Look, the question of "why did Gibson have its head so far up its butt?" regarding the re-introduction of Les Pauls was on the lips of both dealers and Gibson Reps (for in those days there were such things), and there was no good answer. Dealers wanted guitars with the same larger frets that the bursts had, and they wanted the full-size humbuckers -- because that's what every Gibson customer wanted. Why they put out the P90 gold top is a mystery. The demand for humbuckers came at the same time that Gibson ran across a warehouse full of Epiphone minis, so Gibson just adapted them to the P90 guitars. But that wasn't what anyone wanted, either. When the Customs came out, they had the full-size humbuckers, but the frets were wrong (low, flat, "fretless wonders" were not what players were looking for.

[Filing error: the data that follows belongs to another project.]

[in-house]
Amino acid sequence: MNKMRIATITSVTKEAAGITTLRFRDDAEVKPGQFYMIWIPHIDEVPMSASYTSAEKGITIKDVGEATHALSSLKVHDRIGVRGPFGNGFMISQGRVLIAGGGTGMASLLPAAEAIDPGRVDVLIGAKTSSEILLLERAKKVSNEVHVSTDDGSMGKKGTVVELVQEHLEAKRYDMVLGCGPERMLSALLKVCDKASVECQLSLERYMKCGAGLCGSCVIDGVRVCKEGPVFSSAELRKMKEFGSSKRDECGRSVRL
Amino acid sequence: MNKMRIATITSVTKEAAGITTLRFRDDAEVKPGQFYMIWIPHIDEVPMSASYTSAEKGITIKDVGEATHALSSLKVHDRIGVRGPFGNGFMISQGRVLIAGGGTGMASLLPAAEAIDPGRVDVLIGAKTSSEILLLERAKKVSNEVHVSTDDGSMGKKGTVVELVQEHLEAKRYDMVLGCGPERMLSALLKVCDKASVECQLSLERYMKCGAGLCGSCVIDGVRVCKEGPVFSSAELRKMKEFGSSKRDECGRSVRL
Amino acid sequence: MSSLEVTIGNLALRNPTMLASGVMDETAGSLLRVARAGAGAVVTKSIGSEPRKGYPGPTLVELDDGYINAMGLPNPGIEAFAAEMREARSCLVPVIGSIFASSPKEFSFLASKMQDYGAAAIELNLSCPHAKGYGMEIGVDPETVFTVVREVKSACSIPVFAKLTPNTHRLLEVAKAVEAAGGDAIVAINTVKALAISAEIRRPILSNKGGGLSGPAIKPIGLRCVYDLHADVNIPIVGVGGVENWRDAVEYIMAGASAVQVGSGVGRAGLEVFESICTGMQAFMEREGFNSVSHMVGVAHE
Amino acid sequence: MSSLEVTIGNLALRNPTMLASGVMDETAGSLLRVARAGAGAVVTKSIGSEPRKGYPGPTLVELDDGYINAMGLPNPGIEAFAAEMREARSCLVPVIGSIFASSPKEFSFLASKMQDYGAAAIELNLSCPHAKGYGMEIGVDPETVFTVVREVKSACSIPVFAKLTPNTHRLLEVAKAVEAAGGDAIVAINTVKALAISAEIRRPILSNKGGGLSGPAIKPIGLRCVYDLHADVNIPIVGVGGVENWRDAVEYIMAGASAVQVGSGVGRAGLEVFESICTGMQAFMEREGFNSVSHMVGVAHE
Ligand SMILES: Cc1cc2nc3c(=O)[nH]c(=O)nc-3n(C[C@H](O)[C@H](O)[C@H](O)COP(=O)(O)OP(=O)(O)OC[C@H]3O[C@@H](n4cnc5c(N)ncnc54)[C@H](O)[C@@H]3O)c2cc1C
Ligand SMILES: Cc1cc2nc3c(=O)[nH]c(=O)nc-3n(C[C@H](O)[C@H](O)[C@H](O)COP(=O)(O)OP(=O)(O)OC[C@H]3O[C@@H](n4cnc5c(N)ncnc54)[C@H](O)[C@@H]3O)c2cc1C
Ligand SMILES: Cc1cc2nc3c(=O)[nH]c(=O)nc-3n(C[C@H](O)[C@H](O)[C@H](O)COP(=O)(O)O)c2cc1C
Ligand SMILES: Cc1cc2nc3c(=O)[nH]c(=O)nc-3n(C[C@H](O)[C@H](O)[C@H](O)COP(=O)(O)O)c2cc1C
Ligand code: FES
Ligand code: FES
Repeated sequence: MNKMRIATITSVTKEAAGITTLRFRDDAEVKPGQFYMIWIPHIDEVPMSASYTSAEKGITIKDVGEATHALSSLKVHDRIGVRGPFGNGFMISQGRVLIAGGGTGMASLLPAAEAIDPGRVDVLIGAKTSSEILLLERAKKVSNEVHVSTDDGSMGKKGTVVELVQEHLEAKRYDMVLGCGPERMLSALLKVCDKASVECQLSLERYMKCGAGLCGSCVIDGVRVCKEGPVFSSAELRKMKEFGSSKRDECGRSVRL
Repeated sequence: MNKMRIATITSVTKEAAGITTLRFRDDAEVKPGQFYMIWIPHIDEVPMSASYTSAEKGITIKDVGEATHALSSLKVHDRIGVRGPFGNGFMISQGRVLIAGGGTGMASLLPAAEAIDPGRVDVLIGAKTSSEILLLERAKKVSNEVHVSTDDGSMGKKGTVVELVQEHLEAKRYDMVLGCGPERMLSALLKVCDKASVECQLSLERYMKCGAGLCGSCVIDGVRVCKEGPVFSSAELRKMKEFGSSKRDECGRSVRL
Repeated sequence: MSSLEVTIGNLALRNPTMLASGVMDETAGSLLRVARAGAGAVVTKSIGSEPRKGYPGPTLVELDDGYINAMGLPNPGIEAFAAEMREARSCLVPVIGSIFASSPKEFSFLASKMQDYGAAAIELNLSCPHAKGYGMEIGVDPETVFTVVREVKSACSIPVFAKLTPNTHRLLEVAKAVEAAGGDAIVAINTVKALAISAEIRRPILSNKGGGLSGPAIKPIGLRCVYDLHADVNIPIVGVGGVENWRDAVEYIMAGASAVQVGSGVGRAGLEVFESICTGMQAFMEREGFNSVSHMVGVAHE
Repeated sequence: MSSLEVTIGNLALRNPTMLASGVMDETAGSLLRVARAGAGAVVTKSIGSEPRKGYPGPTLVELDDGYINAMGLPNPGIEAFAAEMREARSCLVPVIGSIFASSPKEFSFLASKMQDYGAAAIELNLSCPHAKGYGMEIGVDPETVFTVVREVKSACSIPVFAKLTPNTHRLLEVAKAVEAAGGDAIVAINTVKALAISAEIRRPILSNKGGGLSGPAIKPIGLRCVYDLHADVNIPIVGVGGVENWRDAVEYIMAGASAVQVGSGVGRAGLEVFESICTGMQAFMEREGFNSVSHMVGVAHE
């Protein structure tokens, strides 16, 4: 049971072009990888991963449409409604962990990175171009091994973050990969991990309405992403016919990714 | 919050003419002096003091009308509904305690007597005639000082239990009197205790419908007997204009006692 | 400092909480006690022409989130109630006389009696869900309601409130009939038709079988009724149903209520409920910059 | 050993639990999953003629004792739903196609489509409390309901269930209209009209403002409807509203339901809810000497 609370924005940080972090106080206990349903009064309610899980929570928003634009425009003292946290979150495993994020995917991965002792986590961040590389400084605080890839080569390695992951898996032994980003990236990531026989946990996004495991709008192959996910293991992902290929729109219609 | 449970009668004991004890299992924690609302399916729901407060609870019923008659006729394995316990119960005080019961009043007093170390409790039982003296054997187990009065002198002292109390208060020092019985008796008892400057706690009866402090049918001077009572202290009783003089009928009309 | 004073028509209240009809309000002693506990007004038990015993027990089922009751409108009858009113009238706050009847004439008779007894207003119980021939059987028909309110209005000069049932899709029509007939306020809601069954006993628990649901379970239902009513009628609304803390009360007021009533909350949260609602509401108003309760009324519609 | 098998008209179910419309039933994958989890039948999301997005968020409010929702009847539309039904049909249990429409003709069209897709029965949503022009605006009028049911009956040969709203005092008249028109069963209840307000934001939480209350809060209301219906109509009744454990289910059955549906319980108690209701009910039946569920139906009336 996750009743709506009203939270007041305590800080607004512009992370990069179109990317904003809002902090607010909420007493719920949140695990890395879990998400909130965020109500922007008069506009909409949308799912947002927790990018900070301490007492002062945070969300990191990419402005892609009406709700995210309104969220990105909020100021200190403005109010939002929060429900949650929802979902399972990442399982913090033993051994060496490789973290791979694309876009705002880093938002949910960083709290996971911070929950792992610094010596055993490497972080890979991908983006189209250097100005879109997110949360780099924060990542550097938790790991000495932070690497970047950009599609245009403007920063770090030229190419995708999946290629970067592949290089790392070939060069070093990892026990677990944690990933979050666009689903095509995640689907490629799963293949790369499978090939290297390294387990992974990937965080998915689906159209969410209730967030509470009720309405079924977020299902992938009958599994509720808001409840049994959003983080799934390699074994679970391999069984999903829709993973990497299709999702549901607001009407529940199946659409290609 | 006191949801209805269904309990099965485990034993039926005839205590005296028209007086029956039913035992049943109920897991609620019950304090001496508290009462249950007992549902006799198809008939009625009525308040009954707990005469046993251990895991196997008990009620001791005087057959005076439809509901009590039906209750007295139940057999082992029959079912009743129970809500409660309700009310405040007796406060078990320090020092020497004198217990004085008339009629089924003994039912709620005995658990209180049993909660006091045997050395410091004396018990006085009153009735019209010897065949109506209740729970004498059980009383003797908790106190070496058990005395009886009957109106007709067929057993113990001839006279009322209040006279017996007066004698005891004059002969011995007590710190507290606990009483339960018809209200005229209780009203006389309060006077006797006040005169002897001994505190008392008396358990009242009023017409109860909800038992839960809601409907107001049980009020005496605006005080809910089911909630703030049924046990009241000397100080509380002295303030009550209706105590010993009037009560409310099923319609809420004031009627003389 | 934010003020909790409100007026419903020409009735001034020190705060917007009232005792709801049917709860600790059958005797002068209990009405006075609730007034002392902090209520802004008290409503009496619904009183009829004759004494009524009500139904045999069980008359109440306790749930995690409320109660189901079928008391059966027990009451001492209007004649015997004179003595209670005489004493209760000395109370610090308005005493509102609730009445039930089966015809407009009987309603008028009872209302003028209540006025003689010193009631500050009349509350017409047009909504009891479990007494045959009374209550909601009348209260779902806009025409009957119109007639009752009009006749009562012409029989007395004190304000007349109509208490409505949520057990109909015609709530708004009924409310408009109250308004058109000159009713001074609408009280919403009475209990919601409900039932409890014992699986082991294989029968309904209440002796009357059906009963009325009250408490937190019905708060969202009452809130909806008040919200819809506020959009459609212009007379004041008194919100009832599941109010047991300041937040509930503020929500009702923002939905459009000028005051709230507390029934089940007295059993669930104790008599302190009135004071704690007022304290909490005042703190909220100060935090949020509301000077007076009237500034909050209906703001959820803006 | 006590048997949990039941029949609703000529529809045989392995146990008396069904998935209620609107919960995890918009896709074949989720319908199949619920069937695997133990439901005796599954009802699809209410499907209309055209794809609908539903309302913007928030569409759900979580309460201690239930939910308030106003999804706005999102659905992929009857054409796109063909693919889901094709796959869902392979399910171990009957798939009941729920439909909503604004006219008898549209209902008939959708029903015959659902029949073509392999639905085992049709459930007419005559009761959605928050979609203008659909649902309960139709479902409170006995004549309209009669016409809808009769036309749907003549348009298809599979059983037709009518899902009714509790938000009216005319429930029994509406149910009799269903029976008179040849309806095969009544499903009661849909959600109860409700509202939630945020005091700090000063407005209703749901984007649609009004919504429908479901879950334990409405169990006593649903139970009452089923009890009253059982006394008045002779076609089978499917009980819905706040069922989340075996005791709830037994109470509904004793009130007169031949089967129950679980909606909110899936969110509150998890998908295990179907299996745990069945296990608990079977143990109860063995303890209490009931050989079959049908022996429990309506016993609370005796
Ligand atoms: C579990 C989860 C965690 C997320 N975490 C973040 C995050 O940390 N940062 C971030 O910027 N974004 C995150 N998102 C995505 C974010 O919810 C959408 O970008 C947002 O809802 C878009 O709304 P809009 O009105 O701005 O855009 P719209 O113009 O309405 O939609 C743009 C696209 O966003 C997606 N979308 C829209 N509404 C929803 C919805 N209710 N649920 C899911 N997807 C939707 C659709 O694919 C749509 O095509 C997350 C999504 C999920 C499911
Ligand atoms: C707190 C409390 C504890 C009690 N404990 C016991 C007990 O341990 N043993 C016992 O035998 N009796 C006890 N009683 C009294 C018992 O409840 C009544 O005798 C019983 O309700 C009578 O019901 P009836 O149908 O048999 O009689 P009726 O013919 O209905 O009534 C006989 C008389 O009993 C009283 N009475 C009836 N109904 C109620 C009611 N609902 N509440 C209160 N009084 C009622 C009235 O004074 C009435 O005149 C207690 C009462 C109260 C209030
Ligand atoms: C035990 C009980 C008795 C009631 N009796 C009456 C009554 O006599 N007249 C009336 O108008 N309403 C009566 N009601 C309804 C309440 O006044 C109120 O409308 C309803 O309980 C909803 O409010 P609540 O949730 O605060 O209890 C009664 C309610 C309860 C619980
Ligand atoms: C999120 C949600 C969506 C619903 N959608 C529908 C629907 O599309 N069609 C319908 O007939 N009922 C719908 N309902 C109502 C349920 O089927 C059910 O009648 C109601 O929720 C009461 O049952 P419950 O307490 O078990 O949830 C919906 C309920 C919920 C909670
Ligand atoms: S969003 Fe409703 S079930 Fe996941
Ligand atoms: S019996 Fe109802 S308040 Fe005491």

There still isn't any good answer for why Gibson was so stupid in those days, and those questions have really never been answered by anyone from Gibson.
     
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  6. LeonC

    LeonC Junior Member

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    A few more notes on that era from someone who lived through it.